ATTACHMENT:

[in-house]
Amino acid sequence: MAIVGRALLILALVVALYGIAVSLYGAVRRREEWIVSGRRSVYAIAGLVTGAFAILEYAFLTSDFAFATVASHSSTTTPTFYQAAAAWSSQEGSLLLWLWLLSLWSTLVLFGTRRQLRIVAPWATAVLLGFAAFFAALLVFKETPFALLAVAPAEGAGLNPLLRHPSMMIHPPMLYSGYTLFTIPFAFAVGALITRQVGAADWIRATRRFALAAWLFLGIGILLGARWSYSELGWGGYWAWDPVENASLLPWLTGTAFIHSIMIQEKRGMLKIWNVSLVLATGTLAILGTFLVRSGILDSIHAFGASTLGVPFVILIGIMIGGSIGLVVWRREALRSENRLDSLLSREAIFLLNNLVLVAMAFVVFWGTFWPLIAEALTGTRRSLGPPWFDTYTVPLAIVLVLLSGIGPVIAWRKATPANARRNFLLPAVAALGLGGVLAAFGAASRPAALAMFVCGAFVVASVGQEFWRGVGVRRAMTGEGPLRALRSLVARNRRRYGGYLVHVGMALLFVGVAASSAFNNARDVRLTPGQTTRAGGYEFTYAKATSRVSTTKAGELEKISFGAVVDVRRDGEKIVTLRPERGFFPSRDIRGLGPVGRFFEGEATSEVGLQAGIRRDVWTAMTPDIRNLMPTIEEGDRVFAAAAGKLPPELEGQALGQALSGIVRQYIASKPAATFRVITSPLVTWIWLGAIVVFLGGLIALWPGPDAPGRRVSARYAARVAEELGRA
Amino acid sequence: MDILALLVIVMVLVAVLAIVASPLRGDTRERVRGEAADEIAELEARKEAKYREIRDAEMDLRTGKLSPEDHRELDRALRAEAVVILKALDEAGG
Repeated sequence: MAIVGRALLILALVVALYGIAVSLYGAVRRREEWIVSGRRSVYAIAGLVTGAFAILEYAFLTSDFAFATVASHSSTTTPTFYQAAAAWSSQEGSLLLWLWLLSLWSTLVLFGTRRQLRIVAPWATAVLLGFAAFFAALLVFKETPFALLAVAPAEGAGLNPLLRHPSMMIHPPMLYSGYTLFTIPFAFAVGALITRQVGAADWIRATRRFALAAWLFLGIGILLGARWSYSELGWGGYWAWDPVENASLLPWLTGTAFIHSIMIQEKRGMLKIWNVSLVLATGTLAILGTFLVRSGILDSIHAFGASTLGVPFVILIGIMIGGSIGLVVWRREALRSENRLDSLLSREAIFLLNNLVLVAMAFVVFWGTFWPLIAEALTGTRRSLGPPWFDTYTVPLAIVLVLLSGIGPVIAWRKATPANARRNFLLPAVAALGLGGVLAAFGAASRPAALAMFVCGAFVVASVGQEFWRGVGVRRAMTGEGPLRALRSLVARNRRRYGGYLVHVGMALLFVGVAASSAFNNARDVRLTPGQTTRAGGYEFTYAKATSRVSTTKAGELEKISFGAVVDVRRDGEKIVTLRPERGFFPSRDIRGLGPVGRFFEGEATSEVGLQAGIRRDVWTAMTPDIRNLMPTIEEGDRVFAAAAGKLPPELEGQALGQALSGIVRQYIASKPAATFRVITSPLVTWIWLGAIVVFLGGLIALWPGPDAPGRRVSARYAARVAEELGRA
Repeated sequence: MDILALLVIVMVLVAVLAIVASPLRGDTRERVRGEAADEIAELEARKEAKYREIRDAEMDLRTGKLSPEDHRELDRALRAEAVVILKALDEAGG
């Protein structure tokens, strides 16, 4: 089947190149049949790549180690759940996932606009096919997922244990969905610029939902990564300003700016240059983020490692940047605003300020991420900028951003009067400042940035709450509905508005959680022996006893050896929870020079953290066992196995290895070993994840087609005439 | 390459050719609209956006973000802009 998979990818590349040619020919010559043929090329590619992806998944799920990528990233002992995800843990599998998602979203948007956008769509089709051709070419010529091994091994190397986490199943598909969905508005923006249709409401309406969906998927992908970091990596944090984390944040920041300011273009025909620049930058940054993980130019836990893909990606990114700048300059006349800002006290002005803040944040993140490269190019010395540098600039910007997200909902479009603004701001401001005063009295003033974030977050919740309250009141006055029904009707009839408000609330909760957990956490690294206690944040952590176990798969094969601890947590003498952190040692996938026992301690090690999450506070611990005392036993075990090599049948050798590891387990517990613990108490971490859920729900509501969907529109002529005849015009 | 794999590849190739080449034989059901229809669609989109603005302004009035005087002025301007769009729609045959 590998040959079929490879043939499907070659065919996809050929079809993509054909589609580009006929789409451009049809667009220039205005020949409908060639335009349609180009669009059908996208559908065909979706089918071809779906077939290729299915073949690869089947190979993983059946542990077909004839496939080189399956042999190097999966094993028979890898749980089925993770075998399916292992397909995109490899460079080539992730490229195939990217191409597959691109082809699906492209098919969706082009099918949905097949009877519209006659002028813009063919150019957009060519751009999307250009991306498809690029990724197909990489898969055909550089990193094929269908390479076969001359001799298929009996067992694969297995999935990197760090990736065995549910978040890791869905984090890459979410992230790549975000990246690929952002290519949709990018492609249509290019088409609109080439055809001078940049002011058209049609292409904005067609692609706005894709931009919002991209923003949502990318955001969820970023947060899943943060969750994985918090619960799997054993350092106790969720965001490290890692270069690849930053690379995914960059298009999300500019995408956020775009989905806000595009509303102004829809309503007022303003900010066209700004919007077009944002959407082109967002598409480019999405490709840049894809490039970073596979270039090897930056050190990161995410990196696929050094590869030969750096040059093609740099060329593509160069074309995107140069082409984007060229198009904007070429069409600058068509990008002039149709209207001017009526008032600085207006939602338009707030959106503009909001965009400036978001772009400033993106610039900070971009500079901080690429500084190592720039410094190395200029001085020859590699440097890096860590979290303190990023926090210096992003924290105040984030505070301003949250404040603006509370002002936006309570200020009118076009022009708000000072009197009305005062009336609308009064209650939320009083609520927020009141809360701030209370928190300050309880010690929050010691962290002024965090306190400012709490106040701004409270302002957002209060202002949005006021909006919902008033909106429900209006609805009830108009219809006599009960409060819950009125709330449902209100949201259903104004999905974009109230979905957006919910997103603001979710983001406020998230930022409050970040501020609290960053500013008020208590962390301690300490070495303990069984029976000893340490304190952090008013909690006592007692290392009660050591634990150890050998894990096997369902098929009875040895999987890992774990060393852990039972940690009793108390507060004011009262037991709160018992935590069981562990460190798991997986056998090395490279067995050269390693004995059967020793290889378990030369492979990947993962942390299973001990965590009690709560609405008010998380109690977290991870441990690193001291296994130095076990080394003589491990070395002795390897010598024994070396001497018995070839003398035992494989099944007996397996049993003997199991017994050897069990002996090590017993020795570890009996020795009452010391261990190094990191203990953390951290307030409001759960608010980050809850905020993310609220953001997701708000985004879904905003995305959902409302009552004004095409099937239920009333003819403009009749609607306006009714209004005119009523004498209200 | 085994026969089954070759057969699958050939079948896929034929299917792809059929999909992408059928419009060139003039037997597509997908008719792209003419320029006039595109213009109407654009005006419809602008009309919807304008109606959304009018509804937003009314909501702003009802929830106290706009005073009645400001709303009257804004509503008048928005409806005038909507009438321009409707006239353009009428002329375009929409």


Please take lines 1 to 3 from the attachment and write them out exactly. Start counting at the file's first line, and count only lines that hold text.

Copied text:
[in-house]
Amino acid sequence: MAIVGRALLILALVVALYGIAVSLYGAVRRREEWIVSGRRSVYAIAGLVTGAFAILEYAFLTSDFAFATVASHSSTTTPTFYQAAAAWSSQEGSLLLWLWLLSLWSTLVLFGTRRQLRIVAPWATAVLLGFAAFFAALLVFKETPFALLAVAPAEGAGLNPLLRHPSMMIHPPMLYSGYTLFTIPFAFAVGALITRQVGAADWIRATRRFALAAWLFLGIGILLGARWSYSELGWGGYWAWDPVENASLLPWLTGTAFIHSIMIQEKRGMLKIWNVSLVLATGTLAILGTFLVRSGILDSIHAFGASTLGVPFVILIGIMIGGSIGLVVWRREALRSENRLDSLLSREAIFLLNNLVLVAMAFVVFWGTFWPLIAEALTGTRRSLGPPWFDTYTVPLAIVLVLLSGIGPVIAWRKATPANARRNFLLPAVAALGLGGVLAAFGAASRPAALAMFVCGAFVVASVGQEFWRGVGVRRAMTGEGPLRALRSLVARNRRRYGGYLVHVGMALLFVGVAASSAFNNARDVRLTPGQTTRAGGYEFTYAKATSRVSTTKAGELEKISFGAVVDVRRDGEKIVTLRPERGFFPSRDIRGLGPVGRFFEGEATSEVGLQAGIRRDVWTAMTPDIRNLMPTIEEGDRVFAAAAGKLPPELEGQALGQALSGIVRQYIASKPAATFRVITSPLVTWIWLGAIVVFLGGLIALWPGPDAPGRRVSARYAARVAEELGRA
Amino acid sequence: MDILALLVIVMVLVAVLAIVASPLRGDTRERVRGEAADEIAELEARKEAKYREIRDAEMDLRTGKLSPEDHRELDRALRAEAVVILKALDEAGG